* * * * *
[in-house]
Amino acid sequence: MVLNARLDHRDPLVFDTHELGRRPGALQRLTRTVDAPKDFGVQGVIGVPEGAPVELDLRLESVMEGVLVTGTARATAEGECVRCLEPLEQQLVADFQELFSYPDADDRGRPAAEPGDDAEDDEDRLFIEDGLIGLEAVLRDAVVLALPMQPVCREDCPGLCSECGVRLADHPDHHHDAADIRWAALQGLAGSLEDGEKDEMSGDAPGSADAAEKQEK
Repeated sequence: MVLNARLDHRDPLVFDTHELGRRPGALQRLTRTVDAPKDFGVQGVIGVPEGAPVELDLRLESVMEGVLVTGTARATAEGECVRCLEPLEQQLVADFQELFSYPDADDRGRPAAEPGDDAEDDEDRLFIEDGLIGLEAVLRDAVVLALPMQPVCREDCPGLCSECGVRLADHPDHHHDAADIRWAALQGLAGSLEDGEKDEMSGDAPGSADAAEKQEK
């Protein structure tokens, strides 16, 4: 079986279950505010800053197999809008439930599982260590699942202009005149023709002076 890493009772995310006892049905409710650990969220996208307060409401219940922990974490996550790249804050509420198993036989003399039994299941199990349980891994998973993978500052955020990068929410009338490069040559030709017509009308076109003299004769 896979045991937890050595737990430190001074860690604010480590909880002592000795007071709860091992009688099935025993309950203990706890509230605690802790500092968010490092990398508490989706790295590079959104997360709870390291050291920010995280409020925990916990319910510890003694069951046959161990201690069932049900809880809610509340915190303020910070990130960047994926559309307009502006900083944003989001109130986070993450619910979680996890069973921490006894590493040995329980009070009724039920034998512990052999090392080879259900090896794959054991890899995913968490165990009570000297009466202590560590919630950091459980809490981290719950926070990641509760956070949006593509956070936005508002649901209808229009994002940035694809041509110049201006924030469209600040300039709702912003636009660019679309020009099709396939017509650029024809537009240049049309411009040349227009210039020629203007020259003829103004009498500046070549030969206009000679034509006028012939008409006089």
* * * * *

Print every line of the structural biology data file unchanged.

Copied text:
[in-house]
Amino acid sequence: MVLNARLDHRDPLVFDTHELGRRPGALQRLTRTVDAPKDFGVQGVIGVPEGAPVELDLRLESVMEGVLVTGTARATAEGECVRCLEPLEQQLVADFQELFSYPDADDRGRPAAEPGDDAEDDEDRLFIEDGLIGLEAVLRDAVVLALPMQPVCREDCPGLCSECGVRLADHPDHHHDAADIRWAALQGLAGSLEDGEKDEMSGDAPGSADAAEKQEK
Repeated sequence: MVLNARLDHRDPLVFDTHELGRRPGALQRLTRTVDAPKDFGVQGVIGVPEGAPVELDLRLESVMEGVLVTGTARATAEGECVRCLEPLEQQLVADFQELFSYPDADDRGRPAAEPGDDAEDDEDRLFIEDGLIGLEAVLRDAVVLALPMQPVCREDCPGLCSECGVRLADHPDHHHDAADIRWAALQGLAGSLEDGEKDEMSGDAPGSADAAEKQEK
């Protein structure tokens, strides 16, 4: 079986279950505010800053197999809008439930599982260590699942202009005149023709002076 890493009772995310006892049905409710650990969220996208307060409401219940922990974490996550790249804050509420198993036989003399039994299941199990349980891994998973993978500052955020990068929410009338490069040559030709017509009308076109003299004769 896979045991937890050595737990430190001074860690604010480590909880002592000795007071709860091992009688099935025993309950203990706890509230605690802790500092968010490092990398508490989706790295590079959104997360709870390291050291920010995280409020925990916990319910510890003694069951046959161990201690069932049900809880809610509340915190303020910070990130960047994926559309307009502006900083944003989001109130986070993450619910979680996890069973921490006894590493040995329980009070009724039920034998512990052999090392080879259900090896794959054991890899995913968490165990009570000297009466202590560590919630950091459980809490981290719950926070990641509760956070949006593509956070936005508002649901209808229009994002940035694809041509110049201006924030469209600040300039709702912003636009660019679309020009099709396939017509650029024809537009240049049309411009040349227009210039020629203007020259003829103004009498500046070549030969206009000679034509006028012939008409006089």